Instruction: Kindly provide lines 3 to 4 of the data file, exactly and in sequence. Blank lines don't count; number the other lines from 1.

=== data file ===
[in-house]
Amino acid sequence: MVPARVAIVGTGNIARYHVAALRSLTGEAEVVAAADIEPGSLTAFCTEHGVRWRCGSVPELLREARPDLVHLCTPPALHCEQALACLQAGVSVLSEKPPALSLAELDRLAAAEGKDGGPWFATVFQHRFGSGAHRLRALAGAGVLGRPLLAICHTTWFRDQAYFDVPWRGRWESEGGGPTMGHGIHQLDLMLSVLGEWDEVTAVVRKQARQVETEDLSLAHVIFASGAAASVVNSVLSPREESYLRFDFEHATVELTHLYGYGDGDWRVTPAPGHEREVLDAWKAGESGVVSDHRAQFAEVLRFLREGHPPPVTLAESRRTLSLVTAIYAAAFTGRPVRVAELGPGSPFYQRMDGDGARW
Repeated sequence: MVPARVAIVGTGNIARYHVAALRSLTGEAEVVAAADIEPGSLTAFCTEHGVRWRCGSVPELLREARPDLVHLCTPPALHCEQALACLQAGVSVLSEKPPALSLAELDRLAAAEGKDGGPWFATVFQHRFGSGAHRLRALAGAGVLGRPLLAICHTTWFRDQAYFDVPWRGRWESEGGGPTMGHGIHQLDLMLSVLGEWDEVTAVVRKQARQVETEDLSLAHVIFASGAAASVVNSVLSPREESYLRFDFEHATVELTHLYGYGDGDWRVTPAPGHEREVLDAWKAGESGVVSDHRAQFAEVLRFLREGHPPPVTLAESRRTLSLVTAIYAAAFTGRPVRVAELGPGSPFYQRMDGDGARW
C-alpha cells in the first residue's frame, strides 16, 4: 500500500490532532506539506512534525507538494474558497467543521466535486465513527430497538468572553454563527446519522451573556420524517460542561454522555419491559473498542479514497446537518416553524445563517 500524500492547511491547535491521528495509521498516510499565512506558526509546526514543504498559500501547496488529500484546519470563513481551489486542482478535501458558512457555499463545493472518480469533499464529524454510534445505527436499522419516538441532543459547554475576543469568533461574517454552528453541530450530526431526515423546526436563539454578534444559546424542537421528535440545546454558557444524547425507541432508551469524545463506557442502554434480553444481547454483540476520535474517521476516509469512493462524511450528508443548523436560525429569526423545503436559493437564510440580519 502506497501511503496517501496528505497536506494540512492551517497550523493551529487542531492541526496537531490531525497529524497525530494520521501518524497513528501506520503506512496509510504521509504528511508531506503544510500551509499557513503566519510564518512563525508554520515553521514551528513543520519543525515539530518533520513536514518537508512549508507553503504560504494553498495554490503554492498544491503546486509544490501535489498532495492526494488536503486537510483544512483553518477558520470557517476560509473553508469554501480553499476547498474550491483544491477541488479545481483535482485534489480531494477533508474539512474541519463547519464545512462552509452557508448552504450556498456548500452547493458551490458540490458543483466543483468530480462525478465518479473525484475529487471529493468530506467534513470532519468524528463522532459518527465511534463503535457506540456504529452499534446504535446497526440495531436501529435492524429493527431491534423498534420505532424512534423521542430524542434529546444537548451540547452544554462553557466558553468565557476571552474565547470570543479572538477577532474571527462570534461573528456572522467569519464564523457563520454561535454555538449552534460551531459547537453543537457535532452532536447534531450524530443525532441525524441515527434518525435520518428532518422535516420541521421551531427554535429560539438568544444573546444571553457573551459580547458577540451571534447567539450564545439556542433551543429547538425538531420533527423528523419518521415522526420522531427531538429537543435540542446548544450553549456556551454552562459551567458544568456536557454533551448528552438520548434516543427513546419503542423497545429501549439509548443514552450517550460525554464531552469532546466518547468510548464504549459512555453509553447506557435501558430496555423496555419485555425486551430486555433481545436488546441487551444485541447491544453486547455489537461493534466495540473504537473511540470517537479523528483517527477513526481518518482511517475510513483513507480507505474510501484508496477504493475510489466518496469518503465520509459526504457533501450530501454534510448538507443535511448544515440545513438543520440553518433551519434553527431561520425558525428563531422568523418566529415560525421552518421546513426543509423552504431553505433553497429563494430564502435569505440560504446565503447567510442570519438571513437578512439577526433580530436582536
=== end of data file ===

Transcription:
Repeated sequence: MVPARVAIVGTGNIARYHVAALRSLTGEAEVVAAADIEPGSLTAFCTEHGVRWRCGSVPELLREARPDLVHLCTPPALHCEQALACLQAGVSVLSEKPPALSLAELDRLAAAEGKDGGPWFATVFQHRFGSGAHRLRALAGAGVLGRPLLAICHTTWFRDQAYFDVPWRGRWESEGGGPTMGHGIHQLDLMLSVLGEWDEVTAVVRKQARQVETEDLSLAHVIFASGAAASVVNSVLSPREESYLRFDFEHATVELTHLYGYGDGDWRVTPAPGHEREVLDAWKAGESGVVSDHRAQFAEVLRFLREGHPPPVTLAESRRTLSLVTAIYAAAFTGRPVRVAELGPGSPFYQRMDGDGARW
C-alpha cells in the first residue's frame, strides 16, 4: 500500500490532532506539506512534525507538494474558497467543521466535486465513527430497538468572553454563527446519522451573556420524517460542561454522555419491559473498542479514497446537518416553524445563517 500524500492547511491547535491521528495509521498516510499565512506558526509546526514543504498559500501547496488529500484546519470563513481551489486542482478535501458558512457555499463545493472518480469533499464529524454510534445505527436499522419516538441532543459547554475576543469568533461574517454552528453541530450530526431526515423546526436563539454578534444559546424542537421528535440545546454558557444524547425507541432508551469524545463506557442502554434480553444481547454483540476520535474517521476516509469512493462524511450528508443548523436560525429569526423545503436559493437564510440580519 502506497501511503496517501496528505497536506494540512492551517497550523493551529487542531492541526496537531490531525497529524497525530494520521501518524497513528501506520503506512496509510504521509504528511508531506503544510500551509499557513503566519510564518512563525508554520515553521514551528513543520519543525515539530518533520513536514518537508512549508507553503504560504494553498495554490503554492498544491503546486509544490501535489498532495492526494488536503486537510483544512483553518477558520470557517476560509473553508469554501480553499476547498474550491483544491477541488479545481483535482485534489480531494477533508474539512474541519463547519464545512462552509452557508448552504450556498456548500452547493458551490458540490458543483466543483468530480462525478465518479473525484475529487471529493468530506467534513470532519468524528463522532459518527465511534463503535457506540456504529452499534446504535446497526440495531436501529435492524429493527431491534423498534420505532424512534423521542430524542434529546444537548451540547452544554462553557466558553468565557476571552474565547470570543479572538477577532474571527462570534461573528456572522467569519464564523457563520454561535454555538449552534460551531459547537453543537457535532452532536447534531450524530443525532441525524441515527434518525435520518428532518422535516420541521421551531427554535429560539438568544444573546444571553457573551459580547458577540451571534447567539450564545439556542433551543429547538425538531420533527423528523419518521415522526420522531427531538429537543435540542446548544450553549456556551454552562459551567458544568456536557454533551448528552438520548434516543427513546419503542423497545429501549439509548443514552450517550460525554464531552469532546466518547468510548464504549459512555453509553447506557435501558430496555423496555419485555425486551430486555433481545436488546441487551444485541447491544453486547455489537461493534466495540473504537473511540470517537479523528483517527477513526481518518482511517475510513483513507480507505474510501484508496477504493475510489466518496469518503465520509459526504457533501450530501454534510448538507443535511448544515440545513438543520440553518433551519434553527431561520425558525428563531422568523418566529415560525421552518421546513426543509423552504431553505433553497429563494430564502435569505440560504446565503447567510442570519438571513437578512439577526433580530436582536